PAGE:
been a few years so like I said, unless something has changed, it shouldn't void it :S
But there's a limit to that. For example, you can ruin the cpu by overclocking the phone using root then it would. You could break the speakers by making the sound louder than it should be, then it would be voided. But things like fault construction doesn't get voided.

Basically, if it would have broken with or without root, it won't be voided. If you do something to increase performance past what it can handle and it breaks, well that's something different.

But that's all semantics, and if the phone company wants to repair it or not, but most of them don't care about it as much now. It's less trouble for them to give you a replacement/fix it and keep you on your contract then to lose you or have an unhappy customer that won't resign up.

Edit: example, I put android on my touch pro 2 (a windows mobile phone). I had sprint take a look at it and to transfer some contacts for me. They thought it was odd that I had an android phone but they really didn't care enough to do anything. Well the age of the phone might be what let me pass with them since void or not, I have no warranty on a 4 year old phone.
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Old 08. Apr 2013, 06:15 PM   #7 (permalink)
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Well, not only am I new to Android but my so is my wife. I just let her show me this new App that that creates a Solar Panel on her phone so she can recharge it by setting it in sunlight. I haven't the heart to tell her anything but "WOW"

I do have a question and that is what is the difference between clearing the cache and doing something like a fast reboot. A fast boot also cleans the cache but will a fast reboot do anything else?

Last edited by wdhpr; 08. Apr 2013 at 06:51 PM. Reason: asked another question
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Old 08. Apr 2013, 09:12 PM   #8 (permalink)
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This is personal opinion, not based on facts, but based upon my experience. I'm not a big fan of "clearing the cache" in order to "speed up the phone". Instead, in my experience, cell phones are like computers in that they need to or should be re-booted occasionally.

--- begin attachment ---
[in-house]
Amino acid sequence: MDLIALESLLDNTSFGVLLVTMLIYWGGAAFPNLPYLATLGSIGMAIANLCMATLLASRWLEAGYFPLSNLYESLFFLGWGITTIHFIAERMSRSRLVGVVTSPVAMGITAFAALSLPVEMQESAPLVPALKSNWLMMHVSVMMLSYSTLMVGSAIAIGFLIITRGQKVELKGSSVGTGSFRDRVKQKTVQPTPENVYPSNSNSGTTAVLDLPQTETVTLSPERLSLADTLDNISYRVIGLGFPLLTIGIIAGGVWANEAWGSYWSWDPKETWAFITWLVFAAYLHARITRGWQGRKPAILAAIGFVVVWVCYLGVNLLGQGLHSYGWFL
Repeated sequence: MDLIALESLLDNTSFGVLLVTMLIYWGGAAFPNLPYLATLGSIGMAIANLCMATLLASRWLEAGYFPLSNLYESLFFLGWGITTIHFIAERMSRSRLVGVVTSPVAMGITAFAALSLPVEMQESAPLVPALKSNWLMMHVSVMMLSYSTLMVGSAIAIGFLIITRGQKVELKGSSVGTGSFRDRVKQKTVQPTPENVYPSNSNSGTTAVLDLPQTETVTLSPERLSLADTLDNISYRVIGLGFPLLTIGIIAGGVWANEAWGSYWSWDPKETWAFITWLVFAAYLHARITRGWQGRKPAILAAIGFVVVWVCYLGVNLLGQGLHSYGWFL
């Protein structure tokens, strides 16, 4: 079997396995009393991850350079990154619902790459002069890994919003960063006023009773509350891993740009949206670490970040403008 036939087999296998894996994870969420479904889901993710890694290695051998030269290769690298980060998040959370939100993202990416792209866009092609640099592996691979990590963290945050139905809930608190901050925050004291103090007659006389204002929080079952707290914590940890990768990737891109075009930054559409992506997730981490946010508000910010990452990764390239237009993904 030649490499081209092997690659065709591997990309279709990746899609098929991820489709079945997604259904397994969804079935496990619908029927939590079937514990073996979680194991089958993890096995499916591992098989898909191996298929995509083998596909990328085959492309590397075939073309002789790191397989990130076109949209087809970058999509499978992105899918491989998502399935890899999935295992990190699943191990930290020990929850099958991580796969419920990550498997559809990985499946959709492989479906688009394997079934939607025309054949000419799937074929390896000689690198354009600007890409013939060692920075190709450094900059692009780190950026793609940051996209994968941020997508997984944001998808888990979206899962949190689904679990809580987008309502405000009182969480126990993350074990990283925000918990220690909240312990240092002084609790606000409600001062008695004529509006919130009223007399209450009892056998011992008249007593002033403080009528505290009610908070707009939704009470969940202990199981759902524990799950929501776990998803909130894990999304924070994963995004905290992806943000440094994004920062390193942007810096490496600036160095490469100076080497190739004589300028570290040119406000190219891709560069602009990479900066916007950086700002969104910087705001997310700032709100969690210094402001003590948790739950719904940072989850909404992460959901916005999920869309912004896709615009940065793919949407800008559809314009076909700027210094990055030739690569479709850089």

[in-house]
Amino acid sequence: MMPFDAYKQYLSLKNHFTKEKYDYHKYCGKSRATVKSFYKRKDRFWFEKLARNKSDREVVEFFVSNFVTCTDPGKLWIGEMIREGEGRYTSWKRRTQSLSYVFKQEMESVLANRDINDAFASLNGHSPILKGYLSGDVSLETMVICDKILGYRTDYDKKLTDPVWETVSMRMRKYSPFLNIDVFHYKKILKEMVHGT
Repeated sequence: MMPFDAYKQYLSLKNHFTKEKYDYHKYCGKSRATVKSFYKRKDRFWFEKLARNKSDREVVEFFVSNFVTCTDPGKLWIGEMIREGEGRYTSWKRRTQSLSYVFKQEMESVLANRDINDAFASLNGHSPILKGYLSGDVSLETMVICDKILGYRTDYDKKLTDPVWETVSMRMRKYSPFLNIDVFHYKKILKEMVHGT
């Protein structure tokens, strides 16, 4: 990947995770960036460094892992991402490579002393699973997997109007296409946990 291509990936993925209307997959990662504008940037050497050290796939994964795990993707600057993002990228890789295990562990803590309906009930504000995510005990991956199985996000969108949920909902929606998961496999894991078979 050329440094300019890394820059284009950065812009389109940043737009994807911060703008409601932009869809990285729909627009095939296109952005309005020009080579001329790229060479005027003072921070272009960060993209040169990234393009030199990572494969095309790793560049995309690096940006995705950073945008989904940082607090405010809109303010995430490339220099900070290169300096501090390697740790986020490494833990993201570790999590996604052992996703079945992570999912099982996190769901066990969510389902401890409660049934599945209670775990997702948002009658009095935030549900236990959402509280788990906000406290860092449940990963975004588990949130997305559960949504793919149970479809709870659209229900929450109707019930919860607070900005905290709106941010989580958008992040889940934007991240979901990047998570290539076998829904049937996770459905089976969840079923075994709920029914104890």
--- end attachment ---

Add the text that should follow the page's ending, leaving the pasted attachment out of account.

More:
Again, I have nothing to base that on other than experience. I try to re-boot my phone (shut down and turn back on) at the minimum of once per week; more often if I feel like it's getting sluggish.
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Old 08. Apr 2013, 09:37 PM   #9 (permalink)
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Nothing wrong in clearing the cache. Cache stores the files or data that a program uses, and storing some of it helps the program load the same thing faster. Like, for example, when I open up Gizmo's Freeware on a new day, after the night I had cleared all temporary files, cache of Firefox, etc, it takes a bit of time to load the site. But, once it's loaded up, the next time around, the site does not take much time to open. It's because of the cached files, like images, etc, that help the page open up faster, as it does not have to download these files again.

So, there is nothing wrong with clearing up the cache. The program may take a bit of time to load, that's it.

Also, I don't think either a boot, or a reboot clears the cache, unless there is any such setting done.

If the phone is lagging, a reboot does help, because the programs taking up memory are gone, and the phone starts fresh. Android has self management of memory, and its policy is not to close programs... and although this management works well, but sometimes it does not, and sometimes programs can clog up the memory and make it sluggish. In such times, either using a task manager to kill unnecessary programs, or having a reboot helps.
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Old 08. Apr 2013, 10:23 PM   #10 (permalink)
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Thanks Anupam, so far your explanation seems spot on. Sooo, Would I be correct in saying rebooting not only clears the cache but the memory as well?